The offensive line returns three of the five guys who served as the primary starters last season. Of course, the two guys who left were fill-ins for injured players. Both of those guys return this season, healthy once more and ready to retake their positions in the starting offense. Both Duran Christophe and Mikel Overgaard suffered various injuries last year and lost their starting gigs to Andrew Wallace and Jake Vermiglio respectively. Vermiglio has graduated, and Wallace suffered a knee blowout in the bowl victory to end 2010. So Christophe and Overgaard return to their starting posts alongside the three guys returned from last year — R.J. Mattes, Camden Wentz and Zach Allen. The unit will hopefully tighten up its pass protection for Glennon after allowing a full three sacks a game in 2010 (good for 109th among the 120 FBS teams) and will give Greene room to run.
Until last year there was little good you could say about the defenses Archer was putting on the field. But last season saw a resurgence that keyed around the defensive line. Getting lots of pressure in the trenches, the Wolfpack fielded the 18th-best rushing defense in the country; finished with over three sacks a game, good for fourth-best in the country; and were sixth in tackles for loss. Three of its most productive linemen from 2010 have left, though, and it will be crucial that senior leaders Jeff Rieskamp and J.R. Sweezy lead the way.
At the second level of the front seven, Audie Cole has been moved from outside to take over the middle linebacker position. Early results look promising from spring practices that he will be the anchor of the corps. On either side of him, Terrell Manning (10.5 TFL, 4.5 sacks in 2010) and sophomore starter D.J. Green will seal the edges in the run defense and provide pressure off the edges against the pass.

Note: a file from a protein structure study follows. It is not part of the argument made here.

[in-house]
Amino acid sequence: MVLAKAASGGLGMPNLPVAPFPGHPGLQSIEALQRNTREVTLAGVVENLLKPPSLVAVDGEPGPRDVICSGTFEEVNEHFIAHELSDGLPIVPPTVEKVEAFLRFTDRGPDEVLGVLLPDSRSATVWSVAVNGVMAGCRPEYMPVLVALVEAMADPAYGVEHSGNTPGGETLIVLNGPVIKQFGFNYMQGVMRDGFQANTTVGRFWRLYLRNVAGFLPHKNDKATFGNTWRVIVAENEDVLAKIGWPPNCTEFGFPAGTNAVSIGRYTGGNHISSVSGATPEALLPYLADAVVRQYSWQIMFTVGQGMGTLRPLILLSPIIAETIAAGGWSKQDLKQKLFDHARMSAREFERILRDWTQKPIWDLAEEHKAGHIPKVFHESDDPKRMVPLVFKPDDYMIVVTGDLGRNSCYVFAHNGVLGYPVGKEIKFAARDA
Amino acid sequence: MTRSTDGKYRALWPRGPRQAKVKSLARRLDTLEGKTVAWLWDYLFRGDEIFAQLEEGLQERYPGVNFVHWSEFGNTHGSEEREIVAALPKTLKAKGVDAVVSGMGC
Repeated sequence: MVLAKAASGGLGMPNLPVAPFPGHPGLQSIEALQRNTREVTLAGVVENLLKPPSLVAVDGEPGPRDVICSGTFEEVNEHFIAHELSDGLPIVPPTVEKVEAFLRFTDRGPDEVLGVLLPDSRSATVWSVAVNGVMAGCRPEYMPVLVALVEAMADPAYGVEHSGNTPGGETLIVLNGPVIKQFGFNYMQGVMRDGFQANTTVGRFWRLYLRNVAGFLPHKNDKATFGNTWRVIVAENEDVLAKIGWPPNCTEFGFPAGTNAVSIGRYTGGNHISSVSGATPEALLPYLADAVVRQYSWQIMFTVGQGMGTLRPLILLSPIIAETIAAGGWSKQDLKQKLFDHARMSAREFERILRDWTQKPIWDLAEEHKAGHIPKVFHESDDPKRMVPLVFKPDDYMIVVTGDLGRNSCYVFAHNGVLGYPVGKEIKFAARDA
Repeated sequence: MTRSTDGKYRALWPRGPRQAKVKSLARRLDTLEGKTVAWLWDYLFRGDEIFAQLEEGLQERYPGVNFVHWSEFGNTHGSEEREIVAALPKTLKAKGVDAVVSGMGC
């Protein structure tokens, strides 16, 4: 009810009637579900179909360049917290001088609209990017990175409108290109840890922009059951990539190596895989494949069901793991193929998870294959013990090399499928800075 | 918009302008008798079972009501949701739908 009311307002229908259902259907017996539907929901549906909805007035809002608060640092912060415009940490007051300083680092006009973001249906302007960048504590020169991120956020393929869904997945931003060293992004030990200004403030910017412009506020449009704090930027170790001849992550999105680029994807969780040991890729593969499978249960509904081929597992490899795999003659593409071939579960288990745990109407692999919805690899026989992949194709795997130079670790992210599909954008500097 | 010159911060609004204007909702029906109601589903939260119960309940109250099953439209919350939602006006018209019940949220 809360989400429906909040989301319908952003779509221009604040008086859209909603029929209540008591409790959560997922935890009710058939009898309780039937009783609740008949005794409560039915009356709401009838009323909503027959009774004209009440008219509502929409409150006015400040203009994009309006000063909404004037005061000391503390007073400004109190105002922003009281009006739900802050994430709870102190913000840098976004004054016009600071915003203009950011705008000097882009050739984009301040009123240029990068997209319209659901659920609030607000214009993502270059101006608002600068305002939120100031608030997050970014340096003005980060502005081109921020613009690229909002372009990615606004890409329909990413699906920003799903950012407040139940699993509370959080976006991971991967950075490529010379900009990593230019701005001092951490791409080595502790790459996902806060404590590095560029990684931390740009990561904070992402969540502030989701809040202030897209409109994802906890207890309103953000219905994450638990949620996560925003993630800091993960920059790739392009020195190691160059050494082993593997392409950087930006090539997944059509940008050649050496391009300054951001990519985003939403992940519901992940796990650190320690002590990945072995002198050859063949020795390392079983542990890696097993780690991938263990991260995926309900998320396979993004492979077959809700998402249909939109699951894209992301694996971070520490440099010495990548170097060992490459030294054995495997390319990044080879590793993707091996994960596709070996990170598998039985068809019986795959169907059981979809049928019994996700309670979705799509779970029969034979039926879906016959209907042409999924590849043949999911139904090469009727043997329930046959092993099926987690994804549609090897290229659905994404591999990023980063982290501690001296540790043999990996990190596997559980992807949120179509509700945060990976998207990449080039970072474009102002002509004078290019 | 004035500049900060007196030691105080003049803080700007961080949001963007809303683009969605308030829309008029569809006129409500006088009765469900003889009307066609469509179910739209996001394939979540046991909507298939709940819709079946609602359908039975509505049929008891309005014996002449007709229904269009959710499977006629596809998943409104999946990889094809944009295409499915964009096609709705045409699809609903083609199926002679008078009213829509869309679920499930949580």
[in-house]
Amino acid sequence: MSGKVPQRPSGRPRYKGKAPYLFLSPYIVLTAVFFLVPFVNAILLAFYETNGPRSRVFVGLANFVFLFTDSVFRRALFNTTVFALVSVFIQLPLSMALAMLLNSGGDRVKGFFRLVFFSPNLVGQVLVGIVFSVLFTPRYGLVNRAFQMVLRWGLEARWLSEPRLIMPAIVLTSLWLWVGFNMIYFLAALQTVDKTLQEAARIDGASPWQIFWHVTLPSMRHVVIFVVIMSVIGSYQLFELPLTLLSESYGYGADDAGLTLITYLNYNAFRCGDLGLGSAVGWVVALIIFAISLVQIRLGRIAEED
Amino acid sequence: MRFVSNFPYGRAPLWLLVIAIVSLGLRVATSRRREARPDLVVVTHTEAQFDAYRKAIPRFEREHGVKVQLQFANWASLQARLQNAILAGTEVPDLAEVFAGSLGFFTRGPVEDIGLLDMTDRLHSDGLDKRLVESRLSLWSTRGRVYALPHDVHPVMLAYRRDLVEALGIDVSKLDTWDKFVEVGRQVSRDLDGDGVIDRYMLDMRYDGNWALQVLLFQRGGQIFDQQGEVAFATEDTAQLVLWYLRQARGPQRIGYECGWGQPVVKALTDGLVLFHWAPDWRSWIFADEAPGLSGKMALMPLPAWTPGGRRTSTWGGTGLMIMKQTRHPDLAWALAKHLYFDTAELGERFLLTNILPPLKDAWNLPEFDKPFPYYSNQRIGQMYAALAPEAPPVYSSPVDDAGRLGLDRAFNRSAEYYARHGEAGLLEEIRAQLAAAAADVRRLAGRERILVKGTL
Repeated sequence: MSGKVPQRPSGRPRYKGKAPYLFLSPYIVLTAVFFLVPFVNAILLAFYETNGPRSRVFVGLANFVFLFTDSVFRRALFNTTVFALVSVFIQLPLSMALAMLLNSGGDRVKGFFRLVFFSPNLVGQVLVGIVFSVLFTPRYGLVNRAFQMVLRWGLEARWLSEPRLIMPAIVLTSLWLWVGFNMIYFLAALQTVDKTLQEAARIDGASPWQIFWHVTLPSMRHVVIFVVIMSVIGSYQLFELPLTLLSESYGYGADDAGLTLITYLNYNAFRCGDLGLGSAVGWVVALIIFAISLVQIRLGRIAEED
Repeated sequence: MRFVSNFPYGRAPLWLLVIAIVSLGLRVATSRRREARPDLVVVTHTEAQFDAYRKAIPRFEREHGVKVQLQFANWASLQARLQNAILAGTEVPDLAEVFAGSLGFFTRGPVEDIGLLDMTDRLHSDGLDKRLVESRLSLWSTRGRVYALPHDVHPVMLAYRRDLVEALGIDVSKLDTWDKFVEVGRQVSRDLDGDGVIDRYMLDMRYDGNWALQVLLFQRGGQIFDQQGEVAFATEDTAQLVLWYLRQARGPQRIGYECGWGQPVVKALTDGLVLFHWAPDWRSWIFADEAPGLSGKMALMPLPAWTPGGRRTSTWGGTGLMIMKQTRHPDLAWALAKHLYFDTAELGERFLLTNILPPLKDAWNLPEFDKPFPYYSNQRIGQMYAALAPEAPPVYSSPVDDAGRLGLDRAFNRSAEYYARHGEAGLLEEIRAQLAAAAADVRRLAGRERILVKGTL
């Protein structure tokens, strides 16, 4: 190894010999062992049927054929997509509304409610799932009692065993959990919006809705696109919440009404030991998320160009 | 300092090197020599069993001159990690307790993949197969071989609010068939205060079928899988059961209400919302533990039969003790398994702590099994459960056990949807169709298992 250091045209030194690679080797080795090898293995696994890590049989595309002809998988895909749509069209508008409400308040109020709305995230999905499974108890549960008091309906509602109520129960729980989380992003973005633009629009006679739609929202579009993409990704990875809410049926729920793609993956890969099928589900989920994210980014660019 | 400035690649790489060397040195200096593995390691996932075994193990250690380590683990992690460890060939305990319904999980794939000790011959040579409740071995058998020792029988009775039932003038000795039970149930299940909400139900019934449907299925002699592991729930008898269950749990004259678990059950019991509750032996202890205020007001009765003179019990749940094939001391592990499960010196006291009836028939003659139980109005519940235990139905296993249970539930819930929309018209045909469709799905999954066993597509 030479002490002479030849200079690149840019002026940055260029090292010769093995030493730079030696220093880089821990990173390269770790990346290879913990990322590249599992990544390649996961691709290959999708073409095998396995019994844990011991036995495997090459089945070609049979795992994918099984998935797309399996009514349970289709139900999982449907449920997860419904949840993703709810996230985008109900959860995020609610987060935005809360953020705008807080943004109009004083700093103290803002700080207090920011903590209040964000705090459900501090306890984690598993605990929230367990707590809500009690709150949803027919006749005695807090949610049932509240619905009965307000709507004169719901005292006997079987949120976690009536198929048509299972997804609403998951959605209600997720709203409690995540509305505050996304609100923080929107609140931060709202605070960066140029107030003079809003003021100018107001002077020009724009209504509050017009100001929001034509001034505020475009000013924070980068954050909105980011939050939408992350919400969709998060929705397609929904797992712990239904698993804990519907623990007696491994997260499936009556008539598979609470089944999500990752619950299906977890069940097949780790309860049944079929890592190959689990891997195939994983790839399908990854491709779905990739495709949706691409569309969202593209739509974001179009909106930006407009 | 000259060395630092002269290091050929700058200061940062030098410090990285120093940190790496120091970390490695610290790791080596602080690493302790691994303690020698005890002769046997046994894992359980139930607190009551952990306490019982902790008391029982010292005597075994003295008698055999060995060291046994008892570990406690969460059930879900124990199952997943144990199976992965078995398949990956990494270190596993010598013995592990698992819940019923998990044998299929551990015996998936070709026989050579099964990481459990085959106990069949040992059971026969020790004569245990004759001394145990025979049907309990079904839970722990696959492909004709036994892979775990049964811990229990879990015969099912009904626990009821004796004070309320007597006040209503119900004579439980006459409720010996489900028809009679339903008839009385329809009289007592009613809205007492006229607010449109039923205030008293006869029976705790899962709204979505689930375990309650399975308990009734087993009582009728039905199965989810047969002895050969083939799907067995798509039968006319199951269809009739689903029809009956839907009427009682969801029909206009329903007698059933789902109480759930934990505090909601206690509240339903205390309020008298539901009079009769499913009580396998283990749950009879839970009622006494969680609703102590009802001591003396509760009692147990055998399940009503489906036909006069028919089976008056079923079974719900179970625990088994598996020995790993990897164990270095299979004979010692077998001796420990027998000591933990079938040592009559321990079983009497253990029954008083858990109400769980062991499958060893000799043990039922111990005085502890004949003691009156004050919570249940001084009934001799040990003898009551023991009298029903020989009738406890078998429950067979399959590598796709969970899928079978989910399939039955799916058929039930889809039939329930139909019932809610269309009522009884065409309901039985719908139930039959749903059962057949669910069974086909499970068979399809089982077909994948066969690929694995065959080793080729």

The secondary returns all four starters… to a unit that was much improved in both opponent’s pass efficiency and yardage gained. The defense collectively needs to improve on the low total of nine interceptions they nabbed last season, but another year of seasoning should only serve to benefit the unit even more. David Amerson and C.J. Wilson have the skills to lock down on receivers, and safeties Brandon Bishop and Earl Wolff are a pair of juniors who know their roles well in the middle of the secondary. They will look to keep improving both individually and as a unit in 2011.
SPECIAL TEAMS ANALYSIS
The Wolfpack lose one of the best kickers in the nation, as Josh Czajkowski graduated after a charmed 2010 campaign. Neither of the two men battling for the open job seized the position outright in spring practice, but here’s guessing Hofstra transfer J. Ellis Flint (who had to sit out in 2010 after his transfer) beats out sophomore Chris Hawthorne for the starting position to begin the year.
Last year NC State put Andy Leffler to work at punter just 31 times; the veteran responded with a 38.7-yard average that would’ve been good for just 83rd best in the nation had he booted enough to qualify with the 3.6 punts/game minimum. He has the leg to improve on that average.
The return game is a bright spot for the Wolfpack, with T.J. Graham back to shoulder both duties. He was 40th in the nation last year in kick-return average, and provides speed to skew the field-position battle in the offense’s favor.
The schedule lines up to give NC State a legitimate chance at its first ten-win season since Philip Rivers was the star quarterback of the 2002 team. The offense, even despite the departure of Russell Wilson, has the returning firepower to boast another explosive passing year as well as increased rushing production.
The defense, though, will be the linchpin that determines just how much success the squad enjoys in 2011. An ACC Championship Game berth will once more be in play for the team, though the road to an Atlantic Division crown will have to go through Tallahassee. Here’s guessing that the Seminoles manage to get revenge for last year’s 28-24 loss to the Wolfpack, leaving O’Brien’s team still enjoying more success than they have in years yet still falling short of the big prizes…